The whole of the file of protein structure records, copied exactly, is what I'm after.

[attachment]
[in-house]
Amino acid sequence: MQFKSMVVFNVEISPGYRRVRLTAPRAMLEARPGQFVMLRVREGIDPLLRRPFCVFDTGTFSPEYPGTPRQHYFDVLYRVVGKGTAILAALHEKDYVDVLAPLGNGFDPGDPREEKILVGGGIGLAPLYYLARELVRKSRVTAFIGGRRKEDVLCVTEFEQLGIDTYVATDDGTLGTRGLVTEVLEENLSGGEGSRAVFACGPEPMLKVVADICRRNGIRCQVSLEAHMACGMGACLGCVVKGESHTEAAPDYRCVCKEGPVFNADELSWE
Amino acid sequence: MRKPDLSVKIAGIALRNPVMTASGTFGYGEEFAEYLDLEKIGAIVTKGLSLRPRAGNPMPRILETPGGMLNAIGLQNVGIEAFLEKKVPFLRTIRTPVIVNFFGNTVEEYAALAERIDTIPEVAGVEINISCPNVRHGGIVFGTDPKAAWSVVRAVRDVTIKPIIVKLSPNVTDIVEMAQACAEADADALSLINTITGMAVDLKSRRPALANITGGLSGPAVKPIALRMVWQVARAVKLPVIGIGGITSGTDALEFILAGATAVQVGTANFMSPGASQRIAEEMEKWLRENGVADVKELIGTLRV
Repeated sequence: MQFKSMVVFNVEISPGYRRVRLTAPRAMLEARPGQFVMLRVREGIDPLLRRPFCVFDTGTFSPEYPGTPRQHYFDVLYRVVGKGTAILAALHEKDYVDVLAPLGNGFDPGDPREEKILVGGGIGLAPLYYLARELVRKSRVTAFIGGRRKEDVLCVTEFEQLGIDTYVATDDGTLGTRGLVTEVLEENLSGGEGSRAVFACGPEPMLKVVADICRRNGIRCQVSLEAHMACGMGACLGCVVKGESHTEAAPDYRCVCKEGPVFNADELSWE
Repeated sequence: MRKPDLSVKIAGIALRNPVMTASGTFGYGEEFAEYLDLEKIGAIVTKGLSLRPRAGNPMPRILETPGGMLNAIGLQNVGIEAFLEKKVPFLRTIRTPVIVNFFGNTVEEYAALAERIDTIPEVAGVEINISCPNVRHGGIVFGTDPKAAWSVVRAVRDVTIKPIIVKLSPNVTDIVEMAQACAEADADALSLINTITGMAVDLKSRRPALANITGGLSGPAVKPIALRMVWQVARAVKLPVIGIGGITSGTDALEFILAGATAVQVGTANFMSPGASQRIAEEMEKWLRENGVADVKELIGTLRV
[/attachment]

[in-house]
Amino acid sequence: MQFKSMVVFNVEISPGYRRVRLTAPRAMLEARPGQFVMLRVREGIDPLLRRPFCVFDTGTFSPEYPGTPRQHYFDVLYRVVGKGTAILAALHEKDYVDVLAPLGNGFDPGDPREEKILVGGGIGLAPLYYLARELVRKSRVTAFIGGRRKEDVLCVTEFEQLGIDTYVATDDGTLGTRGLVTEVLEENLSGGEGSRAVFACGPEPMLKVVADICRRNGIRCQVSLEAHMACGMGACLGCVVKGESHTEAAPDYRCVCKEGPVFNADELSWE
Amino acid sequence: MRKPDLSVKIAGIALRNPVMTASGTFGYGEEFAEYLDLEKIGAIVTKGLSLRPRAGNPMPRILETPGGMLNAIGLQNVGIEAFLEKKVPFLRTIRTPVIVNFFGNTVEEYAALAERIDTIPEVAGVEINISCPNVRHGGIVFGTDPKAAWSVVRAVRDVTIKPIIVKLSPNVTDIVEMAQACAEADADALSLINTITGMAVDLKSRRPALANITGGLSGPAVKPIALRMVWQVARAVKLPVIGIGGITSGTDALEFILAGATAVQVGTANFMSPGASQRIAEEMEKWLRENGVADVKELIGTLRV
Repeated sequence: MQFKSMVVFNVEISPGYRRVRLTAPRAMLEARPGQFVMLRVREGIDPLLRRPFCVFDTGTFSPEYPGTPRQHYFDVLYRVVGKGTAILAALHEKDYVDVLAPLGNGFDPGDPREEKILVGGGIGLAPLYYLARELVRKSRVTAFIGGRRKEDVLCVTEFEQLGIDTYVATDDGTLGTRGLVTEVLEENLSGGEGSRAVFACGPEPMLKVVADICRRNGIRCQVSLEAHMACGMGACLGCVVKGESHTEAAPDYRCVCKEGPVFNADELSWE
Repeated sequence: MRKPDLSVKIAGIALRNPVMTASGTFGYGEEFAEYLDLEKIGAIVTKGLSLRPRAGNPMPRILETPGGMLNAIGLQNVGIEAFLEKKVPFLRTIRTPVIVNFFGNTVEEYAALAERIDTIPEVAGVEINISCPNVRHGGIVFGTDPKAAWSVVRAVRDVTIKPIIVKLSPNVTDIVEMAQACAEADADALSLINTITGMAVDLKSRRPALANITGGLSGPAVKPIALRMVWQVARAVKLPVIGIGGITSGTDALEFILAGATAVQVGTANFMSPGASQRIAEEMEKWLRENGVADVKELIGTLRV